Let's teach them that simply having a radio where anyone else can hear it is considered a 'public performance', and collection agencies will try to shake down anyone who does so, that those same collection agencies will demand payment even from businesses that don't play their music just in case they do, and that in at least one instance this has led to a collection agency demanding payment for library workers reading to children.

Indeed, let's educate schoolkids about copyright, and remove any vestiges of respect they may have otherwise had for it due to ignorance on the subject.

In second place for insightful, we've got the other "That" — That Anonymous Coward with a response to the DOJ's obvious lies in response to a FOIA request:

Its almost as if the penalties aren't enough of a deterrent. Perhaps if the money came out of the Assistant Directors paychecks & pension funds...

For editor's choice on the insightful side, we start with the story of former DHS boss Janet Napolitano, who deployed a secret monitoring system at the University of California. Always insightful on security issues, Rich Kulawiec expanded on just how awful this is:

Put aside for a moment the horribly unethical conduct of the personnel involved in sabotaging the privacy of faculty, staff, and students. Let's just think about this from a security standpoint.

The university has -- quite effectively -- compromised itself. There's really no need for an attacker to go through all the trouble and tedium of setting up comprehensive surveillance of university systems/networks: it's already been done for them, for free.

All they have to do is tap into the goodies, either on the campus or at the vendor. (The latter's probably easier, since they're outsiders with no professional association. A suitable bribe would probably suffice. Why not? Who would know?)

I've done IT work, including security, at several major universities over the past few decades. This is one of the most appallingly stupid things I've ever seen a campus do to itself, and there's a lot of competition for that dubious honor.

Next, we return to the story about copyright propaganda in education, where Vidiot hoped it might be possible to exploit the earnest wording of the bill:


Good news! Paragraph E requires that such subject matter be "evidence based"... and the only evidence that supports the eveything-must-be-owned camp is MPAA/RIAA pablum. Fiction isn't evidence.

Over on the funny side, our first place comment comes in response to the ridiculous copyright situation that continues to keep footage of the first Superbowl locked away. Coogan delivered some sarcasm that hopefully didn't actually need to be denoted:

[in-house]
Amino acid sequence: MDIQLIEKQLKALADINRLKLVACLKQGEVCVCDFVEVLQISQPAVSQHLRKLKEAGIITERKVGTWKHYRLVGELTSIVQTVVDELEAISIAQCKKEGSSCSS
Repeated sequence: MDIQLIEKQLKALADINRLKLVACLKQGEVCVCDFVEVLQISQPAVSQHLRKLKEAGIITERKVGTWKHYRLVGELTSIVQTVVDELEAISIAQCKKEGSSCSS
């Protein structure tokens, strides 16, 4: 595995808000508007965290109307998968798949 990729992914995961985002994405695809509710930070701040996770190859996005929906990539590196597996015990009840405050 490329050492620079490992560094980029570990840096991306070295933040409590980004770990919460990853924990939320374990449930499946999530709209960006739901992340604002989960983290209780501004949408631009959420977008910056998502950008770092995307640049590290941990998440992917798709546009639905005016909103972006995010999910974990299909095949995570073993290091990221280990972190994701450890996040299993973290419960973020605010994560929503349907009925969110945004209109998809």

Come on guys. If this guy's allowed to infringe on the NFL's copyright by selling the tape of the first Super Bowl, then what incentive will the NFL have to produce future Super Bowls?


For second place, we head to the very silly story about the owner of a photobombing horse attempting to get half of the prize for a selfie contest. We pointed out that it's since the prize is a holiday vacation, it's not exactly easy to split in half — but TechDescartes thought laterally and applied the Judgement of Solomon:

What about a one-way ticket?

For editor's choice on the funny side, we head to the perennial story about the ridiculous restrictions on referring to the "Super Bowl", which this year have targeted Key & Peele and their special broadcast that you might be watching today. HarryOScary was quick to bust out a classic and still-wonderful pun:

They might be referring to the Superb Owl. That's happening about the same time as the "Big Game."

But, PRMan was quick to up the ante:

"Big Aim" is what you need to hit the "Superb Owl".

(Admittedly, Key and Peele will probably come up with better jokes.)

That's all for this week, folks!

Permalink | Comments | Email This Story

Categorieën: Technieuws

This Week In Techdirt History: January 31st - February 6th

van TechDirt - za, 02/06/2016 - 21:00

Five Years Ago

This week in 2011, Egypt was wracked with protests, and the government responded by shutting down the internet. China was trying to stop people from talking about the uprising while Al Jazeera was trying to spread coverage far and wide by putting it under a Creative Commons license. We took a look at the impact of the shutdown, and then later in the week Egypt finally turned it back on.